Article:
Restorative Practice

Restorative Practice

The most profound learning occurs when there is a healthy relationship between teacher and student. Restorative Practices assists teachers, students and parents to build, maintain and restore relationships. Restorative Practices will help build capacity to enable students to self regulate behavior and contributes to the improvement of learning outcomes.

According to the International Institute for Restorative Practices (IIRP), restorative practices is a social science that studies how to build social capital and achieve social discipline through participatory learning and decision making.

The use of restorative practices helps to:

-reduce crime, violence and bullying

-improve human behavior

-strengthen civil society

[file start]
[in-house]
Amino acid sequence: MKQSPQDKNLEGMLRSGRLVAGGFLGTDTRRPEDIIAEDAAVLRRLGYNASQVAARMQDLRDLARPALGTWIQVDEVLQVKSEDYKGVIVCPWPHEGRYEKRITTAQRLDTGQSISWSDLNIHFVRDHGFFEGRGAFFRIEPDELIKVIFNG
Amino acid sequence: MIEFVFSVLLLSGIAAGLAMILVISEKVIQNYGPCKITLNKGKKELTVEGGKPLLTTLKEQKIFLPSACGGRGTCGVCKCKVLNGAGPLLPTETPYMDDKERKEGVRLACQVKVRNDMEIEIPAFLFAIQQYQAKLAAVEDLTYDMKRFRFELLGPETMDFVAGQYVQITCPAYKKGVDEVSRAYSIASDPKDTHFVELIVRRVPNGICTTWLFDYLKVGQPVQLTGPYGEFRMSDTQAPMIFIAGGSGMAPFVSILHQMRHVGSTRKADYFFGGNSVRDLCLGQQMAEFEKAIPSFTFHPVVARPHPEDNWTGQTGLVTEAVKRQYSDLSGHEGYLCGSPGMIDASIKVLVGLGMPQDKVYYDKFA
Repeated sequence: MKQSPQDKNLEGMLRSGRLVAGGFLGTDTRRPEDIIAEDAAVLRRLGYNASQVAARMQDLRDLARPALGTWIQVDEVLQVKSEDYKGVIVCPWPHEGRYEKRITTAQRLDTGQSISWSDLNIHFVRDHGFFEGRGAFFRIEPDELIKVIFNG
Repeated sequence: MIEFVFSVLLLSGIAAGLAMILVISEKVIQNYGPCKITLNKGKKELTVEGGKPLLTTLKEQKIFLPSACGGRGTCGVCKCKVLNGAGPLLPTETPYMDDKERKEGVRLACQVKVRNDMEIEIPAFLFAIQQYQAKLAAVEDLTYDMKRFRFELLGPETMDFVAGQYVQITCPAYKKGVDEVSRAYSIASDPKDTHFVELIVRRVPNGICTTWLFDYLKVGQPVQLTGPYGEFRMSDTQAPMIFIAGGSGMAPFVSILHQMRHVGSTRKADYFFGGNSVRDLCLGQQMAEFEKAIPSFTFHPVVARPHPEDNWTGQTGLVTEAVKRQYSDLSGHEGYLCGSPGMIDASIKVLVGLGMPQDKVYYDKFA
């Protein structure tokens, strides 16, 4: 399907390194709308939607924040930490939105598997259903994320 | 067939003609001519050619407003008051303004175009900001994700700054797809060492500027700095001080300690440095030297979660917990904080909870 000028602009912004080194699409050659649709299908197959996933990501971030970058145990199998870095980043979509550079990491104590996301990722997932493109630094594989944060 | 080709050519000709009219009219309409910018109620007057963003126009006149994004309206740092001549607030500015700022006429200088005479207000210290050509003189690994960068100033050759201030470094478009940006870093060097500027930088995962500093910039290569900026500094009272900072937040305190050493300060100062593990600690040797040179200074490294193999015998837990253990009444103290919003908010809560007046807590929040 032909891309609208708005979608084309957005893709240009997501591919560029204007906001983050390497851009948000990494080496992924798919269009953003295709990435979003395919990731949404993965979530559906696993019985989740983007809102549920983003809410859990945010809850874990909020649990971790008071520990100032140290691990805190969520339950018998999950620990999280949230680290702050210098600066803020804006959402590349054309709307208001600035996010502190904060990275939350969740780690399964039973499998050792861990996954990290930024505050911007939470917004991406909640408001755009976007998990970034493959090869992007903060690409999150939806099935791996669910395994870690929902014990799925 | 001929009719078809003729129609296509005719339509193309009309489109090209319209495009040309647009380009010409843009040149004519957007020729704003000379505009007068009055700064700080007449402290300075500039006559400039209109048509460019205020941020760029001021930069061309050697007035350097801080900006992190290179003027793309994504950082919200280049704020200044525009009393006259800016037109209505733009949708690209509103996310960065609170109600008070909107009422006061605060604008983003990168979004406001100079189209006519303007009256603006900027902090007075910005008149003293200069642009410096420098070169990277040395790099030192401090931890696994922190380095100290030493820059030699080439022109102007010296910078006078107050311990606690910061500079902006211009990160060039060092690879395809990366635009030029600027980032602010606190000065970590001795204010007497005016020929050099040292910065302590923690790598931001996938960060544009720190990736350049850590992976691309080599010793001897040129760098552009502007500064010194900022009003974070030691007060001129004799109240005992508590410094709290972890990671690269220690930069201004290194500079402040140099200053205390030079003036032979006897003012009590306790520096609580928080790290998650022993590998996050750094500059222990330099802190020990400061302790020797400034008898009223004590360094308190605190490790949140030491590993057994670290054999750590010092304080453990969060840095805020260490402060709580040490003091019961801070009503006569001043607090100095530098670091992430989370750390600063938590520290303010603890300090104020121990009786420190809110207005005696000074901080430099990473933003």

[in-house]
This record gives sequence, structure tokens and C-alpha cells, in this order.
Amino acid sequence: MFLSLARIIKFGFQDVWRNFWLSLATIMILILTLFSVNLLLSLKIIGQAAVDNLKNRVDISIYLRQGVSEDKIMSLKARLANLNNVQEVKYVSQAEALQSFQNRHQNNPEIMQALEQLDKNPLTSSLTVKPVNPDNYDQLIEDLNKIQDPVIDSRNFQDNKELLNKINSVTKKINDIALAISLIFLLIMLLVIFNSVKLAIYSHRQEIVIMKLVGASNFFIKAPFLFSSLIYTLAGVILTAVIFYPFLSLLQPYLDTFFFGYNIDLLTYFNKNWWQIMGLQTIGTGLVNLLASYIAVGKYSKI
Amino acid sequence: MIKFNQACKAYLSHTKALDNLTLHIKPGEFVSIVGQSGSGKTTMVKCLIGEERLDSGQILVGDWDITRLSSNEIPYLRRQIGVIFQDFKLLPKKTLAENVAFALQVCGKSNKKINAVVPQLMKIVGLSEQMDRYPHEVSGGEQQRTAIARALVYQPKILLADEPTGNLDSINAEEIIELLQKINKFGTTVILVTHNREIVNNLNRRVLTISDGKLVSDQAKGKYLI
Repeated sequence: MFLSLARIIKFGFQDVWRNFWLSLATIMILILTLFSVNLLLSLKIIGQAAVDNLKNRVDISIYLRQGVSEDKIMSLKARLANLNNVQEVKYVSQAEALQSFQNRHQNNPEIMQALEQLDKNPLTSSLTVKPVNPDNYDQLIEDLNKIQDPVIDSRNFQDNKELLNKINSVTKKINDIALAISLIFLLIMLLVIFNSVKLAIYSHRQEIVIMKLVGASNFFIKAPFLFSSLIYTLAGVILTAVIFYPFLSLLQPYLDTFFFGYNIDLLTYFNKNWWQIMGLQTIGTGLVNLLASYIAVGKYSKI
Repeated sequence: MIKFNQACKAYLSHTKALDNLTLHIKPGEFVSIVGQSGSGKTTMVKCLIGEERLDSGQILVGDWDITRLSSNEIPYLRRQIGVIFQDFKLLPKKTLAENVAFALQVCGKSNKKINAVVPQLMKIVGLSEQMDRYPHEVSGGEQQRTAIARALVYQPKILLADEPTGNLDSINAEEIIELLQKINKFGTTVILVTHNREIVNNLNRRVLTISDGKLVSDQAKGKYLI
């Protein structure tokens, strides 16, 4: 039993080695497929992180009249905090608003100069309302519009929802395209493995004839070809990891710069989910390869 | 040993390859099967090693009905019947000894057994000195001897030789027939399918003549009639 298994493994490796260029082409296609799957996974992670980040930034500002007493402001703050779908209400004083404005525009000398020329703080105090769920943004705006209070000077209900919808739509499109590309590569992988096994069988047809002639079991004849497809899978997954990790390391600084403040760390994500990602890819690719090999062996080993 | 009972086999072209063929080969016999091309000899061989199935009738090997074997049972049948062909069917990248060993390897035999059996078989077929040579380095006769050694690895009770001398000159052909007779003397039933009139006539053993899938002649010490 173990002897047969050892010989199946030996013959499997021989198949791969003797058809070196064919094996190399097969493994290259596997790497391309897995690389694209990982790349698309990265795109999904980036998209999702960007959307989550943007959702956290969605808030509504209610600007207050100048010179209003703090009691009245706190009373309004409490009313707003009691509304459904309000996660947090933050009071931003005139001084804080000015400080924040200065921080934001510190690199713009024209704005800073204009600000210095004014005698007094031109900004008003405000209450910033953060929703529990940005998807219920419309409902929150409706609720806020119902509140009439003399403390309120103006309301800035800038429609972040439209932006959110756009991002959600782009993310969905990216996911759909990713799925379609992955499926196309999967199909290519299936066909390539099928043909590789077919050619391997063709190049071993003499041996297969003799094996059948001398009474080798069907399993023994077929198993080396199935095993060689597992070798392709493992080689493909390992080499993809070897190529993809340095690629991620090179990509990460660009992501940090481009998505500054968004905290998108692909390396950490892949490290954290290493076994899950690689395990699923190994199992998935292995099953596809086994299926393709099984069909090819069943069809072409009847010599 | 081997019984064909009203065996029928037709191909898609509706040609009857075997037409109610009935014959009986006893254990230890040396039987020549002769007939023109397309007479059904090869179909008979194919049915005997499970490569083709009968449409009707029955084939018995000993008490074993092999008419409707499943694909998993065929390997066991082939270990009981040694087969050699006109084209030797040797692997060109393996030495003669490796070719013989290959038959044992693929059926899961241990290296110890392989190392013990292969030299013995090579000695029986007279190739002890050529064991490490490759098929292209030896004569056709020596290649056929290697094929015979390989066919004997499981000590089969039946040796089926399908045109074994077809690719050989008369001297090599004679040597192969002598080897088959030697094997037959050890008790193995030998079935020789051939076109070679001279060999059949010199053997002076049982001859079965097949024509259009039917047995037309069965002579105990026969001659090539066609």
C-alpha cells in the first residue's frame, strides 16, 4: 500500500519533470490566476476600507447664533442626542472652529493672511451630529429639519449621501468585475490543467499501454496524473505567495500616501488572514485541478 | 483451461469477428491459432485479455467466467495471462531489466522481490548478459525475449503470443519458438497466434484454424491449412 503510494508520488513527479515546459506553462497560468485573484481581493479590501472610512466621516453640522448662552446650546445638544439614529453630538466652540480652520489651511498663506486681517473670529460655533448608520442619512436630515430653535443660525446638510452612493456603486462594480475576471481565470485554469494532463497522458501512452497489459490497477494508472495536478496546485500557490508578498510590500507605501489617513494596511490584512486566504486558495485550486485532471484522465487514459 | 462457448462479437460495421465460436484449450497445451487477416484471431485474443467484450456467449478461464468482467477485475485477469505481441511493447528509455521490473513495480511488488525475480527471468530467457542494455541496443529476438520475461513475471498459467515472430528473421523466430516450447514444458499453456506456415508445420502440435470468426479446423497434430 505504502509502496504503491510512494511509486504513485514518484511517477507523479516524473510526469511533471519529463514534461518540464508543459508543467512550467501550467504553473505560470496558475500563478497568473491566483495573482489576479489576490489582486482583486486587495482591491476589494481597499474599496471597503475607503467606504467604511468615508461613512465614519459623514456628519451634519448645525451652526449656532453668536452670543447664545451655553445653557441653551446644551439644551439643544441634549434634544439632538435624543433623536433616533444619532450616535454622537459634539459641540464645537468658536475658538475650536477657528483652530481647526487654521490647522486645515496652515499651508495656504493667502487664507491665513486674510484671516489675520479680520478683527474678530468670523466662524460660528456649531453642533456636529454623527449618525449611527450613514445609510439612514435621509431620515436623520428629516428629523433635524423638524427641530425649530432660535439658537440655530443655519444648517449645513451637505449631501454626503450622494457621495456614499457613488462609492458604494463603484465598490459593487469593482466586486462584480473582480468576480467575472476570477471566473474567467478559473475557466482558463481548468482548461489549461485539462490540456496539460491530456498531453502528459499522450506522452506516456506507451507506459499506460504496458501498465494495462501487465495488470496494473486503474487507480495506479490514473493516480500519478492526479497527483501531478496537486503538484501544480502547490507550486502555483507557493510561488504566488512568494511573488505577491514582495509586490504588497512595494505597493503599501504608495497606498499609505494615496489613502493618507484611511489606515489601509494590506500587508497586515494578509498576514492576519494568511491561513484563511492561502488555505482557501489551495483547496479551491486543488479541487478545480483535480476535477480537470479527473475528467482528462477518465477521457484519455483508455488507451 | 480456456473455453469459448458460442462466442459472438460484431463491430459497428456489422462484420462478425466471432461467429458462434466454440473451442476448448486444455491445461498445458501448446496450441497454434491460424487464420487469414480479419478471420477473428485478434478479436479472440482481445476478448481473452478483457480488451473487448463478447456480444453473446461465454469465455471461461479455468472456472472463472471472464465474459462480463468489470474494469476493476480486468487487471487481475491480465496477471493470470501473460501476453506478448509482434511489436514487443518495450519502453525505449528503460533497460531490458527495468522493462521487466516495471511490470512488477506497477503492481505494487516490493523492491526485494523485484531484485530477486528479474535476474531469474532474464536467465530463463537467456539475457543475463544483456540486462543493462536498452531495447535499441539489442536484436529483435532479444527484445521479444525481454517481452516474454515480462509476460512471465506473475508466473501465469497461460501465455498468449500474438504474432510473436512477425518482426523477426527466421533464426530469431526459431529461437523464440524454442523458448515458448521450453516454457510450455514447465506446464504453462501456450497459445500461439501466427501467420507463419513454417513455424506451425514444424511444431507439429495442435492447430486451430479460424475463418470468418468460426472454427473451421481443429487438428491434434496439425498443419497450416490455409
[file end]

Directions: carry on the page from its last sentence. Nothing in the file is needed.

-provide effective leadership

-restore relationships

-repair harm

Where social capital — a network of relationships — is already well established, it is easier to respond effectively to wrongdoing and restore social order — as well as to create a healthy and positive organizational environment. Social capital is defined as the connections among individuals (Putnam, 2001), and the trust, mutual understanding, shared values and behaviors that bind us together and make cooperative action possible (Cohen & Prusak, 2001).

In public health terms, restorative justice practices provide tertiary prevention, introduced after the problem has occurred, with the intention of avoiding reoccurrence. Restorative practices expands that effort with primary prevention, introduced before the problem has occurred.

For more information on restorative practices, please visit:

The International Institute for Restorative Practices  

Philadelphia Schools Trained in Restorative Practices